How to Prune Lilacs and Rejuvenate an Overgrown Plant

Lilacs growing over fence
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Most flowering shrubs need regular pruning, to keep them vibrant. Lilacs are no exception. Giving your lilac plants an annual pruning and clean-up will keep them blooming and thriving and blooming. Luckily, it won't take much effort or time, but it really is worth doing, if you want your lilac bushes to keep providing you with lush, fragrant flowers for decades.

Why Should You Prune?

Lilac bushes will flower without any effort from you. However, if lilacs are left to grow and spread on their own, without maintenance pruning, they will eventually only flower on the top branches. You will get shrubs reaching 15 to 20 feet in height and all the blooms will be way above your head. You won't get to see them or inhale their delicious fragrance.

Lilac plants that have a balance of new shoots and older stems, will be the best bloomers. The newer stems won't bloom for a couple of years, but to keep the flowers coming steadily, you need to constantly renew the plants with regular pruning.

In general, by the time a stem reaches more than 2 inches in diameter, it should be pruned out. If you are diligent with yearly renewal pruning of your lilacs, your shrubs will be about 8 feet tall, with flowers throughout the branches. More on that below.

pruning lilacs
 Illustration: © The Spruce, 2018

When to Prune

New lilac bushes don't require maintenance pruning until they are about 6 feet tall. Many of the newer lilac varieties grow quickly and may need pruning starting in their second or third year.

The time to prune mature lilac plants is just after the flowers have faded. Lilacs set their next season's flower buds almost immediately, so late pruning will mean sacrificing next year's flowers. Pruning early also gives the new shoots more time and energy to develop.

How to Prune

The pruning rule of thumb is to cut no more than 1/3 of a shrub's stems each year. That will help the plant rejuvenate, with new stems developing and older stems peaking and blooming. Your goal is to have a lilac bush with somewhere between 8 to 12 stems of various ages, but all should be between 1 to 2 inches in diameter. You won't always need to remove 1/3 of the plant, so use some discretion. Begin by pruning:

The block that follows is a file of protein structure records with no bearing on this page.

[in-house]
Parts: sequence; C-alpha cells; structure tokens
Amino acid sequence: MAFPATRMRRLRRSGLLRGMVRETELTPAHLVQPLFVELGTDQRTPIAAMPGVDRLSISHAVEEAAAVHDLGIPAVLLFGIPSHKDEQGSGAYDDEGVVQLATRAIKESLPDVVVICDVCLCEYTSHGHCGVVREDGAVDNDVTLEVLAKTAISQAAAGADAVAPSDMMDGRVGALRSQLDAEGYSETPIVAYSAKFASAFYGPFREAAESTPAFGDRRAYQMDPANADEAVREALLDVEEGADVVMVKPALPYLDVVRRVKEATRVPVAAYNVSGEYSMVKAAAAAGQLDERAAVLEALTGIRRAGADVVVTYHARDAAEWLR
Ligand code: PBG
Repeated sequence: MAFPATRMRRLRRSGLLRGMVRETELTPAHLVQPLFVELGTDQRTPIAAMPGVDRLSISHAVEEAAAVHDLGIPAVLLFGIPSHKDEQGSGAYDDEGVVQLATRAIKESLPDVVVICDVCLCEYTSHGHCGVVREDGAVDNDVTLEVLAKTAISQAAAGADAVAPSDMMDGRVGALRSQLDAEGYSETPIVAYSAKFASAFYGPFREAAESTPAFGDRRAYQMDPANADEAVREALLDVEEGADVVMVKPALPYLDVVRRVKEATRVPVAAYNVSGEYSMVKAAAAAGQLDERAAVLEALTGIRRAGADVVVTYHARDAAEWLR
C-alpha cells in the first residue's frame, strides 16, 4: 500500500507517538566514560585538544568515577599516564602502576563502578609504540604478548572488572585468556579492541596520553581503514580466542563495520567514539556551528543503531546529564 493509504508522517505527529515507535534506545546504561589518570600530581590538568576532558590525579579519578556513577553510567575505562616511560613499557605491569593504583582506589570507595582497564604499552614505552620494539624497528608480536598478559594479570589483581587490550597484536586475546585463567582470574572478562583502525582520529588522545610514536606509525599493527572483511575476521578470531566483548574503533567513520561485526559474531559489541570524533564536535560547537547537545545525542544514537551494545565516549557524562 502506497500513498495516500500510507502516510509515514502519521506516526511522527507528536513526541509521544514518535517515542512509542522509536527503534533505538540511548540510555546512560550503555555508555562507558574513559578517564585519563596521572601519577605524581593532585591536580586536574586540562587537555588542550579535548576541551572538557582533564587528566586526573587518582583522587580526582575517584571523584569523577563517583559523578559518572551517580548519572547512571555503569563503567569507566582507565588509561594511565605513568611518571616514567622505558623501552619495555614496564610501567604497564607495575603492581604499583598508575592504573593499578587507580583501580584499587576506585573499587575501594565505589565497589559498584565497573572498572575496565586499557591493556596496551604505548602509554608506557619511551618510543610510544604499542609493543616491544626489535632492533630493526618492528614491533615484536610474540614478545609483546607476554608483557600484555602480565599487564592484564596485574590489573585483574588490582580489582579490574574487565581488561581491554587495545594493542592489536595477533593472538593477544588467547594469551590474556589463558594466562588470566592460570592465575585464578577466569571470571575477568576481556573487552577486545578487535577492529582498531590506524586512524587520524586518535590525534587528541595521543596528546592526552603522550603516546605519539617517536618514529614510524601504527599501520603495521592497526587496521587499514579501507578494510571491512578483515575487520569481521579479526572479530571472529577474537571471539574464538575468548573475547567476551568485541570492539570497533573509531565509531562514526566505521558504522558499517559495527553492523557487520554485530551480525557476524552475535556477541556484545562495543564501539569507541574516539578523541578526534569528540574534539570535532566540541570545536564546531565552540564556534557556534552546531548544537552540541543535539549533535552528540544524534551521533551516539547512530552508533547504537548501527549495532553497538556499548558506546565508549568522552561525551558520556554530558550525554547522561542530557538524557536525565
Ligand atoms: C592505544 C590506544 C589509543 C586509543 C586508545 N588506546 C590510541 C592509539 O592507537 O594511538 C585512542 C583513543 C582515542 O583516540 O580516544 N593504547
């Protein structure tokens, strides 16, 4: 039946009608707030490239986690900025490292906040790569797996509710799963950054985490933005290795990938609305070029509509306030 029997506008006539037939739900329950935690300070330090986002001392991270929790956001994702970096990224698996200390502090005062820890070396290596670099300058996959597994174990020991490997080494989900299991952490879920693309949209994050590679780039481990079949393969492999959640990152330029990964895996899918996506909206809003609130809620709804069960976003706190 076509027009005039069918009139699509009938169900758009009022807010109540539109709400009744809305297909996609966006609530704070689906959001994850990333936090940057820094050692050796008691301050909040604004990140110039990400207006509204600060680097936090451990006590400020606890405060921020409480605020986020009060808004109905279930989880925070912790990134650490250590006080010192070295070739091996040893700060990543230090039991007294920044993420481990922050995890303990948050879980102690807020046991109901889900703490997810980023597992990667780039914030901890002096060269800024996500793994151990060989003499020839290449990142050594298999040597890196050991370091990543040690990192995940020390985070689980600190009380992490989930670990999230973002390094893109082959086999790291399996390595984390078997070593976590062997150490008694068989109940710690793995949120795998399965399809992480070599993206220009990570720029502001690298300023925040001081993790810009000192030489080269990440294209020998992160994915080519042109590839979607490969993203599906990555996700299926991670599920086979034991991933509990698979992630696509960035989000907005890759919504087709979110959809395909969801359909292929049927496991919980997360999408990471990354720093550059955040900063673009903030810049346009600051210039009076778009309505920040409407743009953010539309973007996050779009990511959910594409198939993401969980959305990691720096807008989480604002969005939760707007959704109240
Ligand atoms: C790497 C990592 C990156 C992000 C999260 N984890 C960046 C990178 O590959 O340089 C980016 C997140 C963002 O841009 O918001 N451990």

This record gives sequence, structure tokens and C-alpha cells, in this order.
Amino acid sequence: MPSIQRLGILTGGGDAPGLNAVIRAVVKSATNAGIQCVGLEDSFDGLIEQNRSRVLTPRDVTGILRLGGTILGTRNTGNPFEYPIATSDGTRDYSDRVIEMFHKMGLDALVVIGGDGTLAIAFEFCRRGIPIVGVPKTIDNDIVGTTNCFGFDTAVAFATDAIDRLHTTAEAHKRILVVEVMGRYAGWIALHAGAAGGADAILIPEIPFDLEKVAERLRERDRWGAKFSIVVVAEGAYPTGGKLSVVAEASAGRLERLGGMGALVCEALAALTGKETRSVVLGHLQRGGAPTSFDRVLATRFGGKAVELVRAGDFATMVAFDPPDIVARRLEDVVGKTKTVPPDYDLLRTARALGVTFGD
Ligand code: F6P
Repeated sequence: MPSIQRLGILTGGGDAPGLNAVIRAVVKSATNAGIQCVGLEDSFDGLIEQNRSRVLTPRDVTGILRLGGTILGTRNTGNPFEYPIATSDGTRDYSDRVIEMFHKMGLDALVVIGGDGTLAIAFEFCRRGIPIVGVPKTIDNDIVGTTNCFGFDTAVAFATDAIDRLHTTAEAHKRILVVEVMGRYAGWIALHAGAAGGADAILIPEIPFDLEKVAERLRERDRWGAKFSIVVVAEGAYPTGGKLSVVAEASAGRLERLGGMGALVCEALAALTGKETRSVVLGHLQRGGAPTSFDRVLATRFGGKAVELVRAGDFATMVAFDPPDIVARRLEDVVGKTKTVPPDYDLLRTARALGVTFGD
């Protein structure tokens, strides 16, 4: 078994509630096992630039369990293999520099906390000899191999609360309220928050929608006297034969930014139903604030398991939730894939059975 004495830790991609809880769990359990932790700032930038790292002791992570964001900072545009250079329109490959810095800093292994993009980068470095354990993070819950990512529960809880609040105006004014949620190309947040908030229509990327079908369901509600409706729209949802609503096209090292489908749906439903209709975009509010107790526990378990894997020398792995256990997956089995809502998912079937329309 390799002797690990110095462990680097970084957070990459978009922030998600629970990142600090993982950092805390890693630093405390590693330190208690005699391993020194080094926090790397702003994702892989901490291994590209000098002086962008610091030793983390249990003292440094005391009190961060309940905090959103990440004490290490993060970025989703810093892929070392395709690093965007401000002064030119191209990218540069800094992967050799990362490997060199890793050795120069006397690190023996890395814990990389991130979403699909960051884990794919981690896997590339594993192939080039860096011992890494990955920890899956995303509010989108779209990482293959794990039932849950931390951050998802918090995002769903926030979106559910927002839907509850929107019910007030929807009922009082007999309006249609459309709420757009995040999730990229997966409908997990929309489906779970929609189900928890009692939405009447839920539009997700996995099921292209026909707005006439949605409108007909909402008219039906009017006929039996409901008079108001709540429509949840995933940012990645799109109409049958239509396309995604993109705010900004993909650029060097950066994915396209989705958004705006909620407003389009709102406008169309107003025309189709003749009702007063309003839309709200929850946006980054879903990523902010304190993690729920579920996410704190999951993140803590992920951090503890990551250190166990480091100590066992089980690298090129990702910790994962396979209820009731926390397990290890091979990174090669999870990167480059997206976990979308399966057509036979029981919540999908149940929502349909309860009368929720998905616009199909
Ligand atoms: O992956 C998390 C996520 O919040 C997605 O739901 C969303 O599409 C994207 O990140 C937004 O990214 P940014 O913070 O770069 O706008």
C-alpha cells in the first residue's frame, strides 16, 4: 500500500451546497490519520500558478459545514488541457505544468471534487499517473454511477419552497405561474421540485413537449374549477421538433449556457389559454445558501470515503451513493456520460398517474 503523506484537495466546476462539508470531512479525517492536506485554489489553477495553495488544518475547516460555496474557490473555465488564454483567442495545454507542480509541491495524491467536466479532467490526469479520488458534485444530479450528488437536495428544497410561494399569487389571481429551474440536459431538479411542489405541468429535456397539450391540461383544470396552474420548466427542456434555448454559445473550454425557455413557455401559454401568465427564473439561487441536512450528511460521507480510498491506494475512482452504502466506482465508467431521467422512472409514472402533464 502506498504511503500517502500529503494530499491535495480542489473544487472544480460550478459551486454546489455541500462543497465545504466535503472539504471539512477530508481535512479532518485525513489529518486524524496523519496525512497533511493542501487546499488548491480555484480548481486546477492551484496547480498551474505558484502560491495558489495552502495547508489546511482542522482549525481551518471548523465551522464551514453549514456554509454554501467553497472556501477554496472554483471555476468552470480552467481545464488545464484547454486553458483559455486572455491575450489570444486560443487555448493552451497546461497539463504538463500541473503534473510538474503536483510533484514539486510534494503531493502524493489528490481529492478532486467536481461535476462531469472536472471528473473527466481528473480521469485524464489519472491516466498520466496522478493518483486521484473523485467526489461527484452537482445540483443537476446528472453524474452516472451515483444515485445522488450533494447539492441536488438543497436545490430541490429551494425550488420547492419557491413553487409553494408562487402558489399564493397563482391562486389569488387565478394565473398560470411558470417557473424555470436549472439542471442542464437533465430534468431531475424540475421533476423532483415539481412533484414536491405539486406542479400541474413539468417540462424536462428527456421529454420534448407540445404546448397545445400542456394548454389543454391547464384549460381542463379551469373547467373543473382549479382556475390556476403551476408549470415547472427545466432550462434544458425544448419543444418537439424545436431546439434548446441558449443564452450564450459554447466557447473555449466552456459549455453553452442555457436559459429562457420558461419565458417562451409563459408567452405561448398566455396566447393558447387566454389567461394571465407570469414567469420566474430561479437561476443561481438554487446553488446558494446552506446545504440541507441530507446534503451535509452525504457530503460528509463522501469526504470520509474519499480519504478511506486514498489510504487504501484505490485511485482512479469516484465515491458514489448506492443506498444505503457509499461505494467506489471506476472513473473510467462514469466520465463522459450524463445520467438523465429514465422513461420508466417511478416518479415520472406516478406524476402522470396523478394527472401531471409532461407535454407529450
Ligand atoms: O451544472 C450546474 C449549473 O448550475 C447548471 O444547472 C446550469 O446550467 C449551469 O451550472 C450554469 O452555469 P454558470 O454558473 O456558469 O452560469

Regular pruning of old stems should keep your lilacs from becoming too tall and cumbersome. What you do not want to do is cut off just the tops of branches. Cutting back just the tops of long stems leaves the plant with an odd, unnatural shape. You are better off completely removing any stem that has become overgrown.

If you want your lilac to fill in more and become shrubbier, after pruning out the older stems, prune the remaining new stems to an outward facing bud. This will cause more branching and a denser shrub.


Older lilacs can have stems as thick as small trees and will flower only on the topmost branches. Fortunately, it is pretty easy to rejuvenate an old lilac in about 3 years time. There are two approaches you can take:

  • The less drastic approach to getting an overgrown lilac back into shape is to use the 1/3 rule of thumb. Prune 1/3 of the oldest branches each year, all the way to the ground. Start by taking out the thickest stems first. Although you'll be losing some flowers for the current year, pruning overgrown lilacs is easiest early in the spring, before the branches leaf out. You can really see into the shrub and there is easier access to the base of the stems.
    After pruning your overgrown lilac by 1/3 for 3 years, the new shoots should be the bulk of the plant, the plant should begin to bloom all over and you can do simple maintenance pruning from then on.
  • If you can't stand the look of your old lilac or you just want a quicker approach, you can take the drastic measure of cutting back the entire lilac plant to about 6 to 8 inches from the ground, in the early spring. New shoots will start to develop throughout the growing season. Let them grow during the summer. The following spring, begin pruning out the spindly growth and maintain the healthiest shoots, giving consideration to the shape and structure of the plant. Then cut back the remaining shoots to just above a bud to encourage branching. Carry on with maintenance pruning.


    The only time deadheading seems to help lilacs bloom better is during the first few years of growth. New lilac plants should begin blooming within 2 to 5 years. While the plants are young, deadheading the spent flowers put the plant's energy into setting more buds. Once the plant has matured, it won't need this encouragement and hopefully, you'll have so many flowers the task would be too time-consuming.

    As with any plant, some years your lilacs will bloom magnificently and some years not so much. Bloom is often weather dependent. A pleasant summer will reward with abundant blooms the following year. A stressful summer will yield fewer flowers. So don't panic and give up on pruning. As long as your lilac is healthy, the flowers will follow.